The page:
The origins of Parkgate can be traced back to the former Neston Park, which was created as a deer park in about 1250. Since then, the fortune of Parkgate has been determined to a great extent by changes in the River Dee, on whose estuary Parkgate stands.
A brief history of Parkgate can be read on our pages "Parkgate History". There is a wide range of books and other published material written about Parkgate, and a list containing some of these can be found on our "Further Reading" page. Some of these have been written by members of the Parkgate Society.
We not only attempt to maintain the heritage of Parkgate, we are very keen to share it with visitors and residents alike. To this end, we have created a heritage trail, which leads the visitor along The Parade, and takes in many of our important buildings. 7 of these buildings are identified with black and bronze heritage plaques, each of which briefly outlines the heritage of that building. An interactive website, http://www.parkgateheritagetrail.org/home/ describes the buildings on the trail; the pages can be accessed directly from a mobile phone using the QR codes displayed on the buildings. A heritage trail booklet is also available, which provides an accompanying narative about the buildings. We have a large number of listed and historic buildings in Parkgate, and hope to include more of these buildings into this trail in the future.
Some of the streets in Parkgate date back to early times, and a list of Parkgate streets, and the background to their names, can be found here.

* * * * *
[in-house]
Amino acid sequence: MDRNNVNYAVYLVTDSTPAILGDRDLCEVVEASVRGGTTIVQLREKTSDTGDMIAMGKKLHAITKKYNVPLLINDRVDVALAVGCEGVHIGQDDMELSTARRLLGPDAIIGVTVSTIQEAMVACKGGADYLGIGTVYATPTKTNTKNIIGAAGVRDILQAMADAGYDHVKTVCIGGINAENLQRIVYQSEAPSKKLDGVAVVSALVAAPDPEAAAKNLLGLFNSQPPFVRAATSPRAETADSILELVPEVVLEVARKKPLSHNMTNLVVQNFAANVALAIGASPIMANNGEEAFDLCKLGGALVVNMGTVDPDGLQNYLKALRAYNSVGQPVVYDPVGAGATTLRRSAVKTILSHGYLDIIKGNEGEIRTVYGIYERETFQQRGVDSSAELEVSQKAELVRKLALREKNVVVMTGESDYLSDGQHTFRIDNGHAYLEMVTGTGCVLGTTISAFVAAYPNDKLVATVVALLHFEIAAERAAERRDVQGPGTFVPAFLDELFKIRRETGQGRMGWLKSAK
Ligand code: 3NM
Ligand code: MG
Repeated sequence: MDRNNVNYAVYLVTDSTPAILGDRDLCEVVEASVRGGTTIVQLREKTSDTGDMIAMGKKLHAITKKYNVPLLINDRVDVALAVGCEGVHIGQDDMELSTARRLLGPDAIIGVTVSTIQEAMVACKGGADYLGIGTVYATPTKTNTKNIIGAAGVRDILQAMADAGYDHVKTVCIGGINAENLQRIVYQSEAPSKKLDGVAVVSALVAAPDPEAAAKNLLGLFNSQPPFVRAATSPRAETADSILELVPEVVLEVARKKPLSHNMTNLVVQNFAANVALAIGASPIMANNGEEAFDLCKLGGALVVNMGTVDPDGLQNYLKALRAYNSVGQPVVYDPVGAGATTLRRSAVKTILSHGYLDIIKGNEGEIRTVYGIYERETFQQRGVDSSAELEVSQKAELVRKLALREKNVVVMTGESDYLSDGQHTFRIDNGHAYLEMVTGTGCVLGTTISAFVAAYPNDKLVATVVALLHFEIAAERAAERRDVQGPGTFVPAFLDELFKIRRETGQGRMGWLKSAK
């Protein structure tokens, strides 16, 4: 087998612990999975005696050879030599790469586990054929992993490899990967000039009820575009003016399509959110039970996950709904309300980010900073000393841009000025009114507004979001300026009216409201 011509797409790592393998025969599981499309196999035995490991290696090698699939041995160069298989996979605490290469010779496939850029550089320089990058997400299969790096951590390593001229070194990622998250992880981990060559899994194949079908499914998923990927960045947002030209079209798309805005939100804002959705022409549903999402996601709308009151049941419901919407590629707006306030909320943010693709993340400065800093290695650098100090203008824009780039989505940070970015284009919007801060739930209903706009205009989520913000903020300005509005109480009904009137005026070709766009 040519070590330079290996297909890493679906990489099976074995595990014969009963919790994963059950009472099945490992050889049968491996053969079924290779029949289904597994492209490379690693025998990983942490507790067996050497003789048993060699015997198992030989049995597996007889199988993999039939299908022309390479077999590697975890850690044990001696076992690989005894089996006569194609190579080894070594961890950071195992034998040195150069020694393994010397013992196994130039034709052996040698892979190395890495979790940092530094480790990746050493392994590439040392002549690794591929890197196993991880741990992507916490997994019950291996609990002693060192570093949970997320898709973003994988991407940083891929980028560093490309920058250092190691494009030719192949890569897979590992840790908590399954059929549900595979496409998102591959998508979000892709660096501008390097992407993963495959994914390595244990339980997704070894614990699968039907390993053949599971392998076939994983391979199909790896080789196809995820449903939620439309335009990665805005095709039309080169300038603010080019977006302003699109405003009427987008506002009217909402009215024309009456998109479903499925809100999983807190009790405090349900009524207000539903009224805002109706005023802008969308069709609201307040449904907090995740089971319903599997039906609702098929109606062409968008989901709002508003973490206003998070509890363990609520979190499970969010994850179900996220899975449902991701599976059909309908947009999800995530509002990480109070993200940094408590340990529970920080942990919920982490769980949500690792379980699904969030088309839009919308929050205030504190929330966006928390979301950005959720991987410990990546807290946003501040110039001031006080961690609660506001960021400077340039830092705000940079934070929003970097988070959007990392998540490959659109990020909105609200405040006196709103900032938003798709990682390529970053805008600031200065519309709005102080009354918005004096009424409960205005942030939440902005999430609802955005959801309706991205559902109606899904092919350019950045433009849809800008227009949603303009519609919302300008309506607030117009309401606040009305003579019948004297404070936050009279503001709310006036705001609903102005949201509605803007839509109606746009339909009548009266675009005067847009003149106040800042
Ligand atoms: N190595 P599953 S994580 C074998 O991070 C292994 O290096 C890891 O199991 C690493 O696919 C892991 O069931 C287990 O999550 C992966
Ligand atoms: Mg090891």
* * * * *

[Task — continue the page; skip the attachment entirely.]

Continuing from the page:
For a small community, Parkgate has some of the finest eating and drinking establishments in Cheshire, boasting award winning restaurants and not one, but two, award winning ice cream shops. The fish & chip restaurant and take-away is also a great visitor attraction as well. A full list of these establishments and more can be found on the "Traders" page.
As well as the heritage trail walk, there are a number of general walks in Parkgate that take in the scenery of the estuary and its marsh, and the surrounding countryside. A map and brief details of some selected routes can be found on our "Short Walks" page.
The Dee marsh is administered by the RSPB. The Dee Estuary reserve is one of the most important reserves in the U.K for wading birds and boasts good populations of raptors and grey heron, and the little egret population is one of the largest in the U.K. The reserve covers most of the Dee shoreline from The Point of Ayr, on the Welsh side, right round to Gayton Sands, north of Parkgate, on the Wirral side. The Burton Mere Wetlands site is the RSPB centre for this reserve.